Marie works in a women’s treatment centre in Vancouver.
“My hearing ability had diminished drastically, and I was unable to function at my best. I do a lot of phone intake with women, this is one of the most difficult phone calls they make and not to be able to hear properly was unforgivable,” she explains.
Eliezar works as a residential cleaner in Victoria, cleaning homes.
He has hearing loss, which has made his job difficult due to miscommunications that have occurred. As well, being unable to hear alarms or emergencies put Eliezar at risk of injury.
The Island Deaf and Hard Of Hearing Centre referred Eliezar to WorkBC Assistive Technology Services for funding for a pair of hearing aids. He applied and was quickly approved.
Victoria works as a business software specialist in Port Moody managing her company’s implementation of a customer relationship management (CRM) software. Her team has worked remotely since 2019 and she spends a significant amount of time conferencing through video and audio with colleagues on different continents.
She has had bilateral hearing loss since childhood, and audio-only conferences prevented her from lip reading or using other coping mechanisms to compensate for her hearing loss.
Victoria learned about WorkBC Assistive Technology Services through a family member who also has hearing loss, and decided to apply.
Peter is a mechanical designer based in Surrey, and is currently in the YMCA self employment program. He is looking for new clients and contract work as he works towards starting his own business.
Last year, Peter experienced significant hearing loss.
“It was very difficult for me to get a job because I could not even conduct an interview,” he shares.
Jason is the founder of a small technology company in BC.
“I’m working remotely in a home office, and my duties require me to wear just about every hat in the company,” he shares.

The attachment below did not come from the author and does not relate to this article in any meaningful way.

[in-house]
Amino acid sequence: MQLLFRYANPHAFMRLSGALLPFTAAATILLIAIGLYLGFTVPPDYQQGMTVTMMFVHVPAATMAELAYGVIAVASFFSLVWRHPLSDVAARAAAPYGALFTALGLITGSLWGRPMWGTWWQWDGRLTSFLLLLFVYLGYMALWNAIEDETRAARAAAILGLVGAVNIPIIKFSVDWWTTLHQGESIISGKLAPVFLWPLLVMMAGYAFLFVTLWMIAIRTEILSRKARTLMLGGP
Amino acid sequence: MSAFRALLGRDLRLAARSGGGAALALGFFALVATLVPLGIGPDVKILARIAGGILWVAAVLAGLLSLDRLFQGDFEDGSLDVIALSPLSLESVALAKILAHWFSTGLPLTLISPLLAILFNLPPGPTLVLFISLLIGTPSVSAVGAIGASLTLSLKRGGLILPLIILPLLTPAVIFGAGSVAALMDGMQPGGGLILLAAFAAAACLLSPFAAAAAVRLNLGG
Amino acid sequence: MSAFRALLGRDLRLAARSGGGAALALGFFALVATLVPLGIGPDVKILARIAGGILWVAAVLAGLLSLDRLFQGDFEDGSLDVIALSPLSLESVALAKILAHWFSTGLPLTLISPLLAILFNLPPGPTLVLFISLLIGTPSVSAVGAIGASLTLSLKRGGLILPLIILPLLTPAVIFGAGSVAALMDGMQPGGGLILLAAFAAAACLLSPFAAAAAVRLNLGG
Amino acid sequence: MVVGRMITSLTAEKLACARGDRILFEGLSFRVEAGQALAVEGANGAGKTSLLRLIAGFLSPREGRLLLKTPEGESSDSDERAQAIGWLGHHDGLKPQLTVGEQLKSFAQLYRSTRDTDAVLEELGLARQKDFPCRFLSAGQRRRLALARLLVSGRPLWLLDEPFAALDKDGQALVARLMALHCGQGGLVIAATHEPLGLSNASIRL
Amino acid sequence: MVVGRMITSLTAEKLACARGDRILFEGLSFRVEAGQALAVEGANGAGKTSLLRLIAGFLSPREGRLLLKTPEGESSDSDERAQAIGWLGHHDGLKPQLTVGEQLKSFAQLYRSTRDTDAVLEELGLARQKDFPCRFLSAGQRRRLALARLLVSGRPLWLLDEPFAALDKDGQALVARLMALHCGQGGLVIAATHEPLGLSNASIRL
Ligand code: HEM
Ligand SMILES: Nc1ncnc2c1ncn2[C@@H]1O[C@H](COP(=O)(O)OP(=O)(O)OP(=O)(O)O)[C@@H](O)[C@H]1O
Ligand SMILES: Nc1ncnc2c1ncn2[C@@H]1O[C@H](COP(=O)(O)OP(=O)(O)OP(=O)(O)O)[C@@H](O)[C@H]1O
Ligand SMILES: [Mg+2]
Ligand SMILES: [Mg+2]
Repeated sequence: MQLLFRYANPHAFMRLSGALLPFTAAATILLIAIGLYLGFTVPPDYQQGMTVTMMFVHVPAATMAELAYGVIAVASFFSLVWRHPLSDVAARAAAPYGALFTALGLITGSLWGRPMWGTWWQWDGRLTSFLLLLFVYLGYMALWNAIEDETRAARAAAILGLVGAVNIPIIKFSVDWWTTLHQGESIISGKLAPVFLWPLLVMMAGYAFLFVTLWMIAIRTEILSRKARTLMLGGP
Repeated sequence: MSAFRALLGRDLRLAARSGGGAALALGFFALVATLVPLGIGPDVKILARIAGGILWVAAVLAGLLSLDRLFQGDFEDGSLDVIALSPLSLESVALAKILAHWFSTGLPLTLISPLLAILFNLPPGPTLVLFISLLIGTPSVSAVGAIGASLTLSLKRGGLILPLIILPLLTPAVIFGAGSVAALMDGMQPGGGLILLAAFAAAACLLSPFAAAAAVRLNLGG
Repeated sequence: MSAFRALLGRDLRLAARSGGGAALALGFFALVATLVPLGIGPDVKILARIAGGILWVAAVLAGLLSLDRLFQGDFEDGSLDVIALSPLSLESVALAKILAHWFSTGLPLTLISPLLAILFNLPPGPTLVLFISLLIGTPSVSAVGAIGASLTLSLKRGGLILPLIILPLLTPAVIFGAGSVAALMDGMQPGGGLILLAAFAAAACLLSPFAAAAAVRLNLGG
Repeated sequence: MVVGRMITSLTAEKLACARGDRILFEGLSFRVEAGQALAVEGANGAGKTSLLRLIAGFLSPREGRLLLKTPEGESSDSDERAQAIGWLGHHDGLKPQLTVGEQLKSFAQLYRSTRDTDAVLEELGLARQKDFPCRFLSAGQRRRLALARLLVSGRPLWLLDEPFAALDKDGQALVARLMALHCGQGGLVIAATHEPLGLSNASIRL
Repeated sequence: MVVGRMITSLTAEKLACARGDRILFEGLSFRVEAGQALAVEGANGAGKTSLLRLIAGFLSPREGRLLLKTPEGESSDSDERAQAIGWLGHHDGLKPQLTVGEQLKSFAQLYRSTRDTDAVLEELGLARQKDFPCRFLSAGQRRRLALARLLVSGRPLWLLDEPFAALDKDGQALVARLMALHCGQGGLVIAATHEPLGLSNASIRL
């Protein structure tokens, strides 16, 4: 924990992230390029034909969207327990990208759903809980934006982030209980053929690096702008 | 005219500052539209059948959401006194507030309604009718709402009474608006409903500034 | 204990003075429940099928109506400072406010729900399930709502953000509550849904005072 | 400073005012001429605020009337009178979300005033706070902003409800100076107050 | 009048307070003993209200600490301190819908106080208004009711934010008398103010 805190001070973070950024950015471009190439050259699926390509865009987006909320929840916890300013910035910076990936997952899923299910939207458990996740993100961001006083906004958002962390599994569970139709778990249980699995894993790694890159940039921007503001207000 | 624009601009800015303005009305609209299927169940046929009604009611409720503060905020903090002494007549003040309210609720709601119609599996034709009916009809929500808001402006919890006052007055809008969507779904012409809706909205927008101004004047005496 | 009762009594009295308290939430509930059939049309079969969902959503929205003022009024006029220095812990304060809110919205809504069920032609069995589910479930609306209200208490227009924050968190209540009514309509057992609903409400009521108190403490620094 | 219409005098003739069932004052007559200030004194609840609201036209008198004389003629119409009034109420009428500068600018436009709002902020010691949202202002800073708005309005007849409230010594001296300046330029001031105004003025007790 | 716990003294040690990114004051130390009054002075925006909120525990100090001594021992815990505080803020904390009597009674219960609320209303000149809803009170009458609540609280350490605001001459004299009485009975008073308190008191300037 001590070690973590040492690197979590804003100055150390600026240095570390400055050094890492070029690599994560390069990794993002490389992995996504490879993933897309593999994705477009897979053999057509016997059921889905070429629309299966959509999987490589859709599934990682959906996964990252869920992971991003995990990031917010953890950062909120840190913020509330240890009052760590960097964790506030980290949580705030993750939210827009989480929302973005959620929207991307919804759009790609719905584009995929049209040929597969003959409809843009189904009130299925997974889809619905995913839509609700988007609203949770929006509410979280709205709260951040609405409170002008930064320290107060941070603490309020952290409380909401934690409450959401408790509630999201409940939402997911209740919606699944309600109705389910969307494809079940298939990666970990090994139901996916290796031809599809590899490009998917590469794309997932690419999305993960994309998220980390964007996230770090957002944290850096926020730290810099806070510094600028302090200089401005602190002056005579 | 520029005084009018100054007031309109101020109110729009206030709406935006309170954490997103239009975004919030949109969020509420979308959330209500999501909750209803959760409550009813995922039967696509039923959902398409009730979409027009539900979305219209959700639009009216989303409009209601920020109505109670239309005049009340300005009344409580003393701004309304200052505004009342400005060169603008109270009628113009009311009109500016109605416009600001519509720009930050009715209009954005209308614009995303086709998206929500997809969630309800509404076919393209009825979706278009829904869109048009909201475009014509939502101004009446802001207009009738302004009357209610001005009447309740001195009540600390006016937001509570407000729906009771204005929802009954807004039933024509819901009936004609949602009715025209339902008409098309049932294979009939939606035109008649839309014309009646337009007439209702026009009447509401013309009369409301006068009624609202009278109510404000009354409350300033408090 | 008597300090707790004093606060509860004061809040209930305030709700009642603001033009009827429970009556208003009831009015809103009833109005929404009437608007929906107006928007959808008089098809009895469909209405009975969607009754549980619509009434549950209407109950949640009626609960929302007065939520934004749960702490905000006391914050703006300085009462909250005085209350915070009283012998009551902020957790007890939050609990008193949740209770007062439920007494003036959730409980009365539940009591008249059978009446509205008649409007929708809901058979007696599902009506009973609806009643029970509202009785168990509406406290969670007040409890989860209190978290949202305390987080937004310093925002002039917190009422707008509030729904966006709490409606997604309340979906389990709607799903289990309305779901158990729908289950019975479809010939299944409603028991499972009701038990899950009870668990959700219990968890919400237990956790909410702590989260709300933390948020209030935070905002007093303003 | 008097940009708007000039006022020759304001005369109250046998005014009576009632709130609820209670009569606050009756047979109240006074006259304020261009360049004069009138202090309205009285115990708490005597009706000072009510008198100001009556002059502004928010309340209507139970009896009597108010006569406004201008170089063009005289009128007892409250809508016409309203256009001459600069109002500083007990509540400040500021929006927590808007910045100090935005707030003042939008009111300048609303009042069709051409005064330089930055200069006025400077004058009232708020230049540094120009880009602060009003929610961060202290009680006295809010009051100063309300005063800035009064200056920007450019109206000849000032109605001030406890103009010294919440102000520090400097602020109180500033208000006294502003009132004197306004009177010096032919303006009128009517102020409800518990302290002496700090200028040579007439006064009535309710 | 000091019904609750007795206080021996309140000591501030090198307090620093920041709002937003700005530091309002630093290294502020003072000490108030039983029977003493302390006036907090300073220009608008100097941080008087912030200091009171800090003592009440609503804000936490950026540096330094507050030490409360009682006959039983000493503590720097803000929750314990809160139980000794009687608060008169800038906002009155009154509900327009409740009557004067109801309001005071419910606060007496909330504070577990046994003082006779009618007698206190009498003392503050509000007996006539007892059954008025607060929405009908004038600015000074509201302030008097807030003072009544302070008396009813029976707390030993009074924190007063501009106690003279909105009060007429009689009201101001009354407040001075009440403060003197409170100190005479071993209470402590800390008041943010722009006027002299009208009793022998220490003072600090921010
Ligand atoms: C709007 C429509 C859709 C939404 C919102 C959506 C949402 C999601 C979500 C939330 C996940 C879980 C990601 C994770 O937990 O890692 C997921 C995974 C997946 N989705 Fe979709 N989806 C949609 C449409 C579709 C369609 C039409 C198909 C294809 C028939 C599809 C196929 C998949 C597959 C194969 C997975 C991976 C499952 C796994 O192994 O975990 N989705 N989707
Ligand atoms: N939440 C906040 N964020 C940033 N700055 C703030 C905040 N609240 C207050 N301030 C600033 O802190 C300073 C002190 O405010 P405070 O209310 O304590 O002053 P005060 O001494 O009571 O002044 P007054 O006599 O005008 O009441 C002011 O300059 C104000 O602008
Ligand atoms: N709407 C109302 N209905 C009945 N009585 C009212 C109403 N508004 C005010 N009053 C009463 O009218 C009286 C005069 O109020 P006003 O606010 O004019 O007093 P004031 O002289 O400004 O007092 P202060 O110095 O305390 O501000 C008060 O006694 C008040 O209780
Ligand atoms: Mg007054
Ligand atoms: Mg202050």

“I have a repetitive strain injury. It makes it progressively more challenging to perform my work tasks and be productive during the day.”
The YLI is a research project that aims to identify attitudinal barriers to post-secondary youth with disabilities transitioning from studies to the workplace and produce solutions for youth and employers. Her many duties include creating marketing materials, writing funding reports, and coordinating new team members.
Alice is partially sighted and needs high contrast and good lighting to see.
Rod runs a business with his wife in Cranbrook.
“It is very important that we communicate well with each other and with our customers,” he says.
However, his hearing aids were over five years old, and he noticed he was making mistakes.
Mary is a manager at an interior design and cleaning company in Kelowna that works with real estate companies.
An old fracture on her left ankle causes her pain, and makes her favour her right foot, which in turn causes her pain on her right side, affecting her shoulders, neck, and leg.
“Long periods of standing on my feet or heavy lifting bending down can cause discomfort which affects my ability to work,” she explains.
“I Was Just Blown Away,” Robert Receives Hearing Aids and Great Service from WorkBC Assistive Technology Services
To do his job as a delivery driver for a grocery store in Terrace, Robert needed hearing aids in working order. From listening to his GPS to know where he was headed for a delivery, to communicating with customers over the phone or behind doors when delivering to people with COVID, Robert needed to be able to hear.
“I did have hearing aids prior, but they were faulty, and I couldn’t use them,” he shares. “In fact, during my training, the trainer had to repeat constantly.”
He needed new hearing aids, and his wife had found out about WorkBC Assistive Technology Services online as way to help fund the hearing aids. He decided to apply and was quickly approved.
Kimberley works as a customer service agent in West Kelowna for an online health company.
She has high frequency hearing loss. She learned about WorkBC Assistive Technology Services from NexGen Hearing, and decided to apply.
With help from funding by WorkBC Assistive Technology Services, Kimberley was able to purchase a new pair of hearing aids.